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  • Title: De Rerum Natura (Selections)
  • Editor: John D. Cox

  • Copyright John D. Cox. This text may be freely used for educational, non-profit purposes; for all other uses contact the Editor.
    Author: Lucretius
    Editor: John D. Cox
    Not Peer Reviewed

    De Rerum Natura (Selections)



    [Philosophy offers serenity in withdrawal from care and pain.]


    'Tis sweet, when, down the mighty main, the winds
    Roll up its waste of waters, from the land
    To watch another's laboring anguish far,
    Not that we joyously delight that man
    Should thus be smitten, but because 'tis sweet
    1360To mark what evils we ourselves be spared;
    'Tis sweet, again, to view the mighty strife
    Of armies embattled yonder o'er the plains,
    Ourselves no sharers in the peril; but naught
    There is more goodly than to hold the high
    1365Serene plateaus, well fortressed by the wise,
    Whence thou may'st look below on other men
    And see them ev'rywhere wand'ring, all dispersed
    In their lone seeking for the road of life;
    Rivals in genius, or emulous in rank,
    1370Pressing through days and nights with hugest toil
    For summits of power and mastery of the world.
    O wretched minds of men! O blinded hearts!
    In how great perils, in what darks of life
    Are spent the human years, however brief!-
    1375O not to see that nature for herself
    Barks after nothing, save that pain keep off,
    Disjoined from the body, and that mind enjoy
    Delightsome feeling, far from care and fear!

    [Luxurious self-indulgence is the opposite of true pleasure.]

    Therefore we see that our corporeal life
    1380Needs little, altogether, and only such
    As takes the pain away, and can besides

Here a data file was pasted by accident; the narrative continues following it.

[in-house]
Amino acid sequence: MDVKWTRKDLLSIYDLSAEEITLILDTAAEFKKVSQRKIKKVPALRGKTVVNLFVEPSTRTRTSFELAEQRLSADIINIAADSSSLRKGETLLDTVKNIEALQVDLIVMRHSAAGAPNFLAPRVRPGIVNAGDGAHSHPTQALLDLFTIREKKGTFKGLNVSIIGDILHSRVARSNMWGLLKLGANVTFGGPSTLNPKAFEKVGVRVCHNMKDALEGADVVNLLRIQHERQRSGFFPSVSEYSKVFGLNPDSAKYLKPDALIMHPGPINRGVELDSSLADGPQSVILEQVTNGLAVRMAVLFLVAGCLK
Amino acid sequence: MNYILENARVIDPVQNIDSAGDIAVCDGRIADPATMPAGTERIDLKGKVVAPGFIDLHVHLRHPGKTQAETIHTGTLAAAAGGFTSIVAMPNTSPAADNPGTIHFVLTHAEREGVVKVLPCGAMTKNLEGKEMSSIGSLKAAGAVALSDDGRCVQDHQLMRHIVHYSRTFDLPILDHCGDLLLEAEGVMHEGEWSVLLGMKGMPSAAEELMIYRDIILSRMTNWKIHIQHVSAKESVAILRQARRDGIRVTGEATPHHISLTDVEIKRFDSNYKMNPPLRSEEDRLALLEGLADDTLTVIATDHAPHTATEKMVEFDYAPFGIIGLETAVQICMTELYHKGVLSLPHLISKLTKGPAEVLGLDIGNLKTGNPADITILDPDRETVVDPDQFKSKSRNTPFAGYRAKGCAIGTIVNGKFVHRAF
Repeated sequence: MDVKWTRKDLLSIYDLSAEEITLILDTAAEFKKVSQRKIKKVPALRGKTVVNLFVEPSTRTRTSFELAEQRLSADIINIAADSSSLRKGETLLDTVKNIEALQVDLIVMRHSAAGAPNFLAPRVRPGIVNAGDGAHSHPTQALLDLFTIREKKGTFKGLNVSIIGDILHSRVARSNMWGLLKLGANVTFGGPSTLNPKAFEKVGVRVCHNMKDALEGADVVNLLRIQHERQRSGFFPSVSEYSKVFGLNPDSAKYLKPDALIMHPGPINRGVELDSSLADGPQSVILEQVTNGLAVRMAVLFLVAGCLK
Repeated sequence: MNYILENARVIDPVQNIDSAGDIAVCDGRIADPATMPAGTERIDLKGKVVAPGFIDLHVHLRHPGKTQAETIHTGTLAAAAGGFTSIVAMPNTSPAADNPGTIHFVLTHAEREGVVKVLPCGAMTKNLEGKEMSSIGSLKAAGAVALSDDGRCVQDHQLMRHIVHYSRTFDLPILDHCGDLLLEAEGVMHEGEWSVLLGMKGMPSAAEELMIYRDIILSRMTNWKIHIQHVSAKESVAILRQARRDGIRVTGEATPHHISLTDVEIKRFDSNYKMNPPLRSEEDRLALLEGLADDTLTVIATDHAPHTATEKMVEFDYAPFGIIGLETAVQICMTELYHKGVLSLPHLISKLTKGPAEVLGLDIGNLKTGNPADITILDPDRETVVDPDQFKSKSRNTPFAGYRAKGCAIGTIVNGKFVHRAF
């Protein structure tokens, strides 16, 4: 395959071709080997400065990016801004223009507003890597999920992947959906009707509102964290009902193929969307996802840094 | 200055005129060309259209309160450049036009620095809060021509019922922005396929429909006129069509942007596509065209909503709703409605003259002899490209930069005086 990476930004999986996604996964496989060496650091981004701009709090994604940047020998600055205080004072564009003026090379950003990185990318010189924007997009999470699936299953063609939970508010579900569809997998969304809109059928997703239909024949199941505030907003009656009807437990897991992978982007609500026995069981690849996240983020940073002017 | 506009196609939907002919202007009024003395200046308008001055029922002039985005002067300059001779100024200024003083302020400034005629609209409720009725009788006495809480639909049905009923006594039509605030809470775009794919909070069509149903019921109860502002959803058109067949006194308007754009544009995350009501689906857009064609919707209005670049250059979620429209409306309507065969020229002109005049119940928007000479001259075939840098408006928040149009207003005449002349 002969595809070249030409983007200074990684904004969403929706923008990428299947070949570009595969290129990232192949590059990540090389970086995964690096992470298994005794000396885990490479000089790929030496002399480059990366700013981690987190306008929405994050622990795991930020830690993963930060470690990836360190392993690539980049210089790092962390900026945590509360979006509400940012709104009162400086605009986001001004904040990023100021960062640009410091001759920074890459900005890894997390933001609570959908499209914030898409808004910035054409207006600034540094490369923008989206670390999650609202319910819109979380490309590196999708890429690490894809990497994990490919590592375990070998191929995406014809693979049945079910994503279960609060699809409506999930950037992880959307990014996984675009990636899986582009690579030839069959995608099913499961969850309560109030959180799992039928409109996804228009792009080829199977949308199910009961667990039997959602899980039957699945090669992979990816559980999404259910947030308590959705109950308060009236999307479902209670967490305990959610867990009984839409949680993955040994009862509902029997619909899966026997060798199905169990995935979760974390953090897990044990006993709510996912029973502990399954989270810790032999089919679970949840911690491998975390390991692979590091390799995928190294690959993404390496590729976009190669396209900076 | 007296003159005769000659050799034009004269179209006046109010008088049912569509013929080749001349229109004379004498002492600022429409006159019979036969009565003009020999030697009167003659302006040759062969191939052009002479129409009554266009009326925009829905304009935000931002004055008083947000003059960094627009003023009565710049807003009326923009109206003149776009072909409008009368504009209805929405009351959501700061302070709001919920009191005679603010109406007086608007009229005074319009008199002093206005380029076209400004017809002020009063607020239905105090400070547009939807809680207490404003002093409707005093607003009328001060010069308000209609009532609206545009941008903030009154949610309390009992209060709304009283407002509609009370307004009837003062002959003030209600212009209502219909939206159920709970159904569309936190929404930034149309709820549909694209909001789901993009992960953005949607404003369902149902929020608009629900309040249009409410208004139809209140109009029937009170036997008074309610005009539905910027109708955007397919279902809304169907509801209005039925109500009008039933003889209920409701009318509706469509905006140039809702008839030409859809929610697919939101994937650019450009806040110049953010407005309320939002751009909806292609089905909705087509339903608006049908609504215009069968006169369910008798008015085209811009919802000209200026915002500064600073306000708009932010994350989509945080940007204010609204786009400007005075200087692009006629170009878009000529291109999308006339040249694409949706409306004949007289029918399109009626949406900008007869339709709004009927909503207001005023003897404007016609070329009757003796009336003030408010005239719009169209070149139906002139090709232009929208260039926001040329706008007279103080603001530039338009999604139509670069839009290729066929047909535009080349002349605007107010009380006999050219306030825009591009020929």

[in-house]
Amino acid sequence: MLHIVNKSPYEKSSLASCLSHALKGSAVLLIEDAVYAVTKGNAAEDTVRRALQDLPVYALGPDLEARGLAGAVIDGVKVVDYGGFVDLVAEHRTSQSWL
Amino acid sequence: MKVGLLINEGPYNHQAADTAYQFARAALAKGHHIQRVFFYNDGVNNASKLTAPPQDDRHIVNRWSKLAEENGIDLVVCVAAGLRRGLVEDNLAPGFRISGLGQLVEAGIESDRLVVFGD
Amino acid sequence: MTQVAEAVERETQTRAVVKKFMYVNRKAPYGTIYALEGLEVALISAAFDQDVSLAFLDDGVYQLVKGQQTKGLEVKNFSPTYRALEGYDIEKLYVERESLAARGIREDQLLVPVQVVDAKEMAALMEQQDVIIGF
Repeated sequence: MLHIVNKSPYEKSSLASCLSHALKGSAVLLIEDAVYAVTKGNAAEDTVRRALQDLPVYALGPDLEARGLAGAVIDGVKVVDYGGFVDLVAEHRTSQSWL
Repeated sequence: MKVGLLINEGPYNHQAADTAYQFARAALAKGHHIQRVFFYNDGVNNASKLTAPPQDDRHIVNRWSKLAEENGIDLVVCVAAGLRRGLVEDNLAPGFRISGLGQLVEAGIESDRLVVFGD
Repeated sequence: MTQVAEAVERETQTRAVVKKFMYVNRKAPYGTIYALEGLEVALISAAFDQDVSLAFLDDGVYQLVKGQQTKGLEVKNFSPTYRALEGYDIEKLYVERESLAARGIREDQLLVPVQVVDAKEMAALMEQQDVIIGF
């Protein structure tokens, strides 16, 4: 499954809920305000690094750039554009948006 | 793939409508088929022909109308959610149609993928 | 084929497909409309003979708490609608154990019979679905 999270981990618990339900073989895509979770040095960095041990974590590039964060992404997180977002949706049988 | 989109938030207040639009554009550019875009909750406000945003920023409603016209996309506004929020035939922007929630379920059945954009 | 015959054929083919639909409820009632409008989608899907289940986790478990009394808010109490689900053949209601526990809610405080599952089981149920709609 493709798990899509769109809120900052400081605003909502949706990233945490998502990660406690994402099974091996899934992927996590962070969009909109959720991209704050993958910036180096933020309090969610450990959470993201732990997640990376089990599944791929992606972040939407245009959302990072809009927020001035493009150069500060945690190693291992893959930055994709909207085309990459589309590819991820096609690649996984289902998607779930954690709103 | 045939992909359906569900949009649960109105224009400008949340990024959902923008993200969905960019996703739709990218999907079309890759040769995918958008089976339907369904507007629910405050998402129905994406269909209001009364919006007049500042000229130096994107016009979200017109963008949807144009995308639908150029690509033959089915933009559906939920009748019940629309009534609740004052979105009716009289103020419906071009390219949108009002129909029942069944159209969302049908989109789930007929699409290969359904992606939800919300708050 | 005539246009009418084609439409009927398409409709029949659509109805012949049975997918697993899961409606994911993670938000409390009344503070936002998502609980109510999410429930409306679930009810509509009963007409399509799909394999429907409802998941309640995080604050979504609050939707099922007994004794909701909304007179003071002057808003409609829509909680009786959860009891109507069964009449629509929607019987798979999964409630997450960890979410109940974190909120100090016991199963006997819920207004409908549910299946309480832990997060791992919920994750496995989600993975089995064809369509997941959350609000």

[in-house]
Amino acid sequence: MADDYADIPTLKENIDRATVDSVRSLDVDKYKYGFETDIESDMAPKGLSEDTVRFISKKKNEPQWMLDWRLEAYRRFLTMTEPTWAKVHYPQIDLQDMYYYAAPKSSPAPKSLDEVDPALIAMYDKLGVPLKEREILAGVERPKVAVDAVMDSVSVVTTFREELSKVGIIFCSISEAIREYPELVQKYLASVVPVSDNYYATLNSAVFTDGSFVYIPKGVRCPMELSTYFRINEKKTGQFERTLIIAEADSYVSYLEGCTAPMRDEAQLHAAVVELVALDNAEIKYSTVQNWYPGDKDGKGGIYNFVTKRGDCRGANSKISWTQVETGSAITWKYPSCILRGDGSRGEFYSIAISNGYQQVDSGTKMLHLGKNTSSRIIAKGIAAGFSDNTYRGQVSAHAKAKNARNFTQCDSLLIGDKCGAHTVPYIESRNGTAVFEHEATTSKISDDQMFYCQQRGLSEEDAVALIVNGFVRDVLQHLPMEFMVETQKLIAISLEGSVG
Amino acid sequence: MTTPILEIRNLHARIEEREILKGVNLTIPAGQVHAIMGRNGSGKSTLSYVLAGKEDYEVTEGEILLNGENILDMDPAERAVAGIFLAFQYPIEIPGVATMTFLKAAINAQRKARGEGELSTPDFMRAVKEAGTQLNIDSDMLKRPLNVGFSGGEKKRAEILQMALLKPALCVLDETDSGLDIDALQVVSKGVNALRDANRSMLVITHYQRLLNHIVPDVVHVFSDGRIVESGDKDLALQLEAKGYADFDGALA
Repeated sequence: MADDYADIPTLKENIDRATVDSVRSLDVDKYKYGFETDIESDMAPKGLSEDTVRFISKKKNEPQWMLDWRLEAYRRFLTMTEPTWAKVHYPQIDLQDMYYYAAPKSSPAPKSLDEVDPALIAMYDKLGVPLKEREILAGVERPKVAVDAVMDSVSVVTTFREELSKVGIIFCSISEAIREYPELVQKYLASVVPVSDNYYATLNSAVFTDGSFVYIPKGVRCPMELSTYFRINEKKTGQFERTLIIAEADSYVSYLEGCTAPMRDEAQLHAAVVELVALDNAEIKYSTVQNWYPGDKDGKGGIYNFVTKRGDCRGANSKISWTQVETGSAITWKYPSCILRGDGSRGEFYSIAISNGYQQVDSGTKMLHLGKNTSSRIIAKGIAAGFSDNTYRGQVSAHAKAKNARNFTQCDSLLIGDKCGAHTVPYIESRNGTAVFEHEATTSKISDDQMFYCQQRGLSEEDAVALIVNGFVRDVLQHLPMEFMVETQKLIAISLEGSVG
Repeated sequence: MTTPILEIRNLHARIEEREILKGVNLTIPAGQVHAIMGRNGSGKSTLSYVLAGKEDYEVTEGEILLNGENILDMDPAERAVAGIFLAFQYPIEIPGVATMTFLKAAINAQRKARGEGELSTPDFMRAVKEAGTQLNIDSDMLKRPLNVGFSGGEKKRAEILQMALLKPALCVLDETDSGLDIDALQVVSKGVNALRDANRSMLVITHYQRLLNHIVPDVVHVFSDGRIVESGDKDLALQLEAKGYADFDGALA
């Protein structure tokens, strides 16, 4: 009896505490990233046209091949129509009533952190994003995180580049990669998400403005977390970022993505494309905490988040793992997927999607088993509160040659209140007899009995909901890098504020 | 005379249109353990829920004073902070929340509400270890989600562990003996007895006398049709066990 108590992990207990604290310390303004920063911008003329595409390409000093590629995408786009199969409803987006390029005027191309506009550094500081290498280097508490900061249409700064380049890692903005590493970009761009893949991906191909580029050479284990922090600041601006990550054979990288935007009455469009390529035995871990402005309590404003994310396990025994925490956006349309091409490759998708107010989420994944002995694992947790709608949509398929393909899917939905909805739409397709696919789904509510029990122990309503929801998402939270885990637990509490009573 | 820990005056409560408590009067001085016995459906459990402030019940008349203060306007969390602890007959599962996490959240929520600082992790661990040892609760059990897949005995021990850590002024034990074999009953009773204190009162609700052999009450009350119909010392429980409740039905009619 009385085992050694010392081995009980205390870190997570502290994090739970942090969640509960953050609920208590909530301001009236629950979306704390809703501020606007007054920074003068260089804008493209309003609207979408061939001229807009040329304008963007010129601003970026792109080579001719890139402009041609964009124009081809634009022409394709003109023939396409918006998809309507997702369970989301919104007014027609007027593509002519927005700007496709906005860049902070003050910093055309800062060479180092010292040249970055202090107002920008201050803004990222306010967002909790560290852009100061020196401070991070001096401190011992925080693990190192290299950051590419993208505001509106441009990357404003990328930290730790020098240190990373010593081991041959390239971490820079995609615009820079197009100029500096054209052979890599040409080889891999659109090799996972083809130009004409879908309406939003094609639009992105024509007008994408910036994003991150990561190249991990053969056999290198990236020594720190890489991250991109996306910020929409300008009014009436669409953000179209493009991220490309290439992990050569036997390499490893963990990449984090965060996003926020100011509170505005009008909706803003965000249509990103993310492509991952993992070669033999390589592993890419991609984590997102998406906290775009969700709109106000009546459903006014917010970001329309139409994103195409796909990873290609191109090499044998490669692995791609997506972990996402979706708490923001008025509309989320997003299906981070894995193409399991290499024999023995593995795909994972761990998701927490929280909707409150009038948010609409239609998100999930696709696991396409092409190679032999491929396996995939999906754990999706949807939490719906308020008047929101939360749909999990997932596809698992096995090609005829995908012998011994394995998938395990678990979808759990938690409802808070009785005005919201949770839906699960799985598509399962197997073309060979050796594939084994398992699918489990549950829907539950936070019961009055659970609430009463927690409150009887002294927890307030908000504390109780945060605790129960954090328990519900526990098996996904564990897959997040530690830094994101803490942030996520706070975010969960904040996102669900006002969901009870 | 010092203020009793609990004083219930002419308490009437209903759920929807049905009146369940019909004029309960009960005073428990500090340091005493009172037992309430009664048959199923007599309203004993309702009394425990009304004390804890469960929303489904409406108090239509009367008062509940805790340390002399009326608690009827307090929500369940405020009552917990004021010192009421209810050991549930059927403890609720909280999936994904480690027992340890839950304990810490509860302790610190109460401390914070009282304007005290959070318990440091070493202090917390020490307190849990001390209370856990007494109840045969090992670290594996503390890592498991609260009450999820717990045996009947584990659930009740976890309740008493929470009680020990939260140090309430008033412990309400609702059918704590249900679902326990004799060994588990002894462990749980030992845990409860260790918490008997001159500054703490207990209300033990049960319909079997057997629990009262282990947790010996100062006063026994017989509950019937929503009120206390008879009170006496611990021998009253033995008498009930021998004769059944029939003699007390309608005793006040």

Strew underneath some number of delights.
    More grateful 'tis at times (for nature craves
    No artifice nor luxury), if forsooth
    1385There be no golden images of boys
    Along the halls, with right hands holding out
    The lamps ablaze, the lights for evening feasts,
    And if the house doth glitter not with gold
    Nor gleam with silver, and to the lyre resound
    1390No fretted and gilded ceilings overhead,
    Yet still to lounge with friends in the soft grass
    Beside a river of water, underneath
    A big tree's boughs, and merrily to refresh
    Our frames, with no vast outlay- most of all
    1395If the weather is laughing and the times of the year
    Besprinkle the green of the grass around with flowers.
    Nor yet the quicker will hot fevers go,
    If on a pictured tapestry thou toss,
    Or purple robe, than if 'tis thine to lie
    1400Upon the poor man's bedding.

    [Luxury offers nothing to the mind.]


    Wherefore, since
    Treasure, nor rank, nor glory of a reign
    Avail us naught for this our body, thus
    Reckon them likewise nothing for the mind:
    Save then perchance, when thou beholdest forth
    1405Thy legions swarming round the Field of Mars,
    Rousing a mimic warfare- either side
    Strengthened with large auxiliaries and horse,
    Alike equipped with arms, alike inspired;
    Or save when also thou beholdest forth
    1410Thy fleets to swarm, deploying down the sea:
    For then, by such bright circumstance abashed,
    Religion pales and flees thy mind; O then
    The fears of death leave heart so free of care.
    But if we note how all this pomp at last
    1415Is but a drollery and a mocking sport,
    And of a truth man's dread, with cares at heels,
    Dreads not these sounds of arms, these savage swords
    But among kings and lords of all the world
    Mingles undaunted, nor is overawed
    1420By gleam of gold nor by the splendor bright